Forty years ago last month, United States astronauts left Earth’s orbit on a mission to the moon. The country was entrenched in a war on the other side of the world, trying to recover from a recession and looking for a new direction. Sound familiar?
Like many other states, Pennsylvania is looking to contribute to the country’s new direction, hoping its young minds and entrepreneurial innovators can put the U.S. back on the path toward a more prosperous future. And just like it was forty years ago, space may once again be the answer.
That is certainly what students at Penn State’s Student Space Programs Laboratory are hoping. SSPL students work on technology and space hardware for America’s top aerospace scientists. Their work has been used by Lockheed Martin, Boeing and even NASA.
“One of the great things about student programs is that they are often viewed as highly risky anyway, meaning that their experiments may or may not work,” says SSPL faculty advisor Sven Bilen. “So students are often willing to take much greater risks with hardware…We have seen a lot of interest in our technologies.”
That interest is turning into student opportunities. The SSPL’s work with miniaturized, self-contained CubeSat technology has caught the attention of NASA. Originally developed by California Polytechnic State University, CubeSats are shrunken data collection satellites weighing no more than a kilogram and created from run-of-the-mill electronic parts. SSPL project manager Tony Tao was selected last summer to work with NASA on an infrared camera that would help scientists track weather patterns. The satellite is set to launch in 2015.
Working with students like Tao on CubeSat projects is SSPL student programs manager Allen Kummer. “CubeSats are a developing field right now for scientific institutions, educational institutions, and even military applications,” Kummer says. “There is a huge market for university programs, there are more CubeSat kits that are coming on the market. There are so many opportunities for small businesses from this technology.”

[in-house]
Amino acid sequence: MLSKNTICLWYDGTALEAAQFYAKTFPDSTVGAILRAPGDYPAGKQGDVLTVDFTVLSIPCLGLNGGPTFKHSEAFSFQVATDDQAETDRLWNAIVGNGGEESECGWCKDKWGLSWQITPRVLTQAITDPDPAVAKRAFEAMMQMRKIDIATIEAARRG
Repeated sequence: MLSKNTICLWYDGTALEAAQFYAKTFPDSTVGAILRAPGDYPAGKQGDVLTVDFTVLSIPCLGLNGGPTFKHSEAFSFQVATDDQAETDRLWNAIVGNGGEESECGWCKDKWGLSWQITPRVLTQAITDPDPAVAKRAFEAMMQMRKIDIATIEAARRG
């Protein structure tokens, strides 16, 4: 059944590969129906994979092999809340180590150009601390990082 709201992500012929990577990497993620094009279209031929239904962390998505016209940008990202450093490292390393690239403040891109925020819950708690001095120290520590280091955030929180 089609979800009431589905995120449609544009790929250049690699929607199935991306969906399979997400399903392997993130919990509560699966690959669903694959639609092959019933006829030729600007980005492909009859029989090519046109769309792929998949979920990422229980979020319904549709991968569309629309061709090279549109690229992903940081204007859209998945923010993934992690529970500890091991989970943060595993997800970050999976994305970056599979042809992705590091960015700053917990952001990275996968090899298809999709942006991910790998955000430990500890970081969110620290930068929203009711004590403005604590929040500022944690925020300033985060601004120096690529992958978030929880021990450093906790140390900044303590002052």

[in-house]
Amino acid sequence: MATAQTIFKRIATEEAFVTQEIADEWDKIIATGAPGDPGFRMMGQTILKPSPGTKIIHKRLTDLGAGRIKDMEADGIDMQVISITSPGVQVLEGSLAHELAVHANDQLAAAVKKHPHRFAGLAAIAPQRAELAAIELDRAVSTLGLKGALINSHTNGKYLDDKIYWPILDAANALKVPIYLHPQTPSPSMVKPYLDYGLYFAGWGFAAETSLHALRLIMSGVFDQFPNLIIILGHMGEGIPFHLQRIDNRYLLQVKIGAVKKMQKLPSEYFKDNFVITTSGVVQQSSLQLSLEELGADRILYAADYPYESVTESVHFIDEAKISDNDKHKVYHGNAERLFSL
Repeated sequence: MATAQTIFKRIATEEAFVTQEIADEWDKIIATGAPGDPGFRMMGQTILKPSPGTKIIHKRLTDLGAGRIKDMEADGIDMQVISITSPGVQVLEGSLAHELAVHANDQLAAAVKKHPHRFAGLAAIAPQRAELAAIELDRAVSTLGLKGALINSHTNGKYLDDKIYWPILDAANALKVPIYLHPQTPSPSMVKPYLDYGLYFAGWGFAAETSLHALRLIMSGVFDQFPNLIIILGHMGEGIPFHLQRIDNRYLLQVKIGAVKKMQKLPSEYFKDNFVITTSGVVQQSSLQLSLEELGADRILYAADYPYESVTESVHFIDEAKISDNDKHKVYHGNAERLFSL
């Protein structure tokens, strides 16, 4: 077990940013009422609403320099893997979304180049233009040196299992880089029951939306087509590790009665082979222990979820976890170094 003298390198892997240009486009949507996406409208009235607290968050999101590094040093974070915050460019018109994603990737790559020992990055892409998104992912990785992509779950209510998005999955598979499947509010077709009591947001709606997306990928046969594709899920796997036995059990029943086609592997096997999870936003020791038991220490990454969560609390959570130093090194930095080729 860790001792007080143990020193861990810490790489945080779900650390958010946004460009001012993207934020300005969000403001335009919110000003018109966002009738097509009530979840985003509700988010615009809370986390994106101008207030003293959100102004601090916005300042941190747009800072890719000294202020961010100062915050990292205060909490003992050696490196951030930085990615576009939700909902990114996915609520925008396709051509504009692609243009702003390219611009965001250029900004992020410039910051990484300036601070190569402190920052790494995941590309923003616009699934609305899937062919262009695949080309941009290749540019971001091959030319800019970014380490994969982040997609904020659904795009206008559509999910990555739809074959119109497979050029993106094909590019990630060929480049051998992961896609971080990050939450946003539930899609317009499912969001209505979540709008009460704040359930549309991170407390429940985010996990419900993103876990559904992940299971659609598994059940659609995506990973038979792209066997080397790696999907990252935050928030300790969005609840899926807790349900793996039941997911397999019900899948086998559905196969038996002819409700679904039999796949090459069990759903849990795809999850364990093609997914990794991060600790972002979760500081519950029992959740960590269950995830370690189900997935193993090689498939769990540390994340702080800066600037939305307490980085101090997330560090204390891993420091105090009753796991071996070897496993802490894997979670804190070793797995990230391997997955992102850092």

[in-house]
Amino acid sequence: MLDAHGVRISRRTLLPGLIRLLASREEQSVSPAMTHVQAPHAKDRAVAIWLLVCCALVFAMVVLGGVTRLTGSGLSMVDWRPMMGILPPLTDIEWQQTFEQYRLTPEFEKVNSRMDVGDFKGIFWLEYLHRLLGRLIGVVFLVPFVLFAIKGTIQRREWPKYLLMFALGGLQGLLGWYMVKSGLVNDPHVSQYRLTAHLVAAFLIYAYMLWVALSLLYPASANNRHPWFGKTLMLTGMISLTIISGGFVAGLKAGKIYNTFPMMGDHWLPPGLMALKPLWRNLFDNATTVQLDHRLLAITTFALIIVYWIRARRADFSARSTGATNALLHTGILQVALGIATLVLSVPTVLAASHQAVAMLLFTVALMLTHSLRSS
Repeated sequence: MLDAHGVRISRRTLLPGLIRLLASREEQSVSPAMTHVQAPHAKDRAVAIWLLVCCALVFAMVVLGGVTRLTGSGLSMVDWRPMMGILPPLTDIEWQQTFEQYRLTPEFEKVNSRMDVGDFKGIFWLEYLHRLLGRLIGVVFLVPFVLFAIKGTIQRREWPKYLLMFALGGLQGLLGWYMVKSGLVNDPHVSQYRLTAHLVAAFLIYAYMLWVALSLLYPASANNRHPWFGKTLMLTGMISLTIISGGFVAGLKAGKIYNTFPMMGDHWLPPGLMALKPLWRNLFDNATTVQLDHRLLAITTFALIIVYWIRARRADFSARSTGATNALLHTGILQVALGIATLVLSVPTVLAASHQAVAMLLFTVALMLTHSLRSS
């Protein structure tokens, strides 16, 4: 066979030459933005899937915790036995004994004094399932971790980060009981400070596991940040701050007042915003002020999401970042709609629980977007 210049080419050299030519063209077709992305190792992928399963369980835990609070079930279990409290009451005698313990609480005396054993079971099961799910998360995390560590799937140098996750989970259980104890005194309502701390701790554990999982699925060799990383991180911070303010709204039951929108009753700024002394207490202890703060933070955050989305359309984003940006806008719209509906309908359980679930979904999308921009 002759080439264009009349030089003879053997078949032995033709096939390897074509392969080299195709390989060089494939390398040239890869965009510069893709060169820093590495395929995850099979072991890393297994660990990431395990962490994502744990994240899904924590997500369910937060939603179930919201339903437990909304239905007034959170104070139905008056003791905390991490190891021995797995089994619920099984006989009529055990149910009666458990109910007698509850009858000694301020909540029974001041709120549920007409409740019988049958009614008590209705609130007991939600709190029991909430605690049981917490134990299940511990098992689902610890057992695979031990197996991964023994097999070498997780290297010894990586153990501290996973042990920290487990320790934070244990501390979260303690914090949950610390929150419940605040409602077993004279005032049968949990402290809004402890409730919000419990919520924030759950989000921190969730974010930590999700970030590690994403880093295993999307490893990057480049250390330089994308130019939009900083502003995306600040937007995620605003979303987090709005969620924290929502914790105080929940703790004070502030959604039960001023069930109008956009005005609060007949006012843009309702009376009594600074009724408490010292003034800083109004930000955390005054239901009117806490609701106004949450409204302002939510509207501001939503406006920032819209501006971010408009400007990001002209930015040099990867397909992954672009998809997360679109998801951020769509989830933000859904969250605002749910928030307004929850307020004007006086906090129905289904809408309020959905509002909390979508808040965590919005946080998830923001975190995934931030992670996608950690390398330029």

The reason, Kummer says, is the size of these satellites. A full-sized satellite requires a launch all its own, spending millions in resources before the satellite even reaches orbit. But CubeSats can be launched in tandem with other aircraft, shuttles, military planes or even balloons. And since CubeSats are built for simple tasks and made with inexpensive materials, it becomes more cost effective to launch several cubes as opposed to one large satellite.
But no matter how much demand there is for CubeSat technology, no one gets to NASA without going through Dr. House. No, not that Dr. House. Dr. Christopher House, director of the Pennsylvania Space Grant Consortium.
The Pennsylvania Space Grant Consortium mines the halls of academia to find qualified young scientists and connect them with the right program, corporation or internship. The money they raise and the scholarship programs they create have brought more students to NASA than any other Pennsylvania organization. Started 20 years ago by the National Space Grant Foundation, the Pennsylvania Space Grant Consortium finds funding for academic awards and serves as a bridge between the state’s top academic research and the application of that research to today’s space program.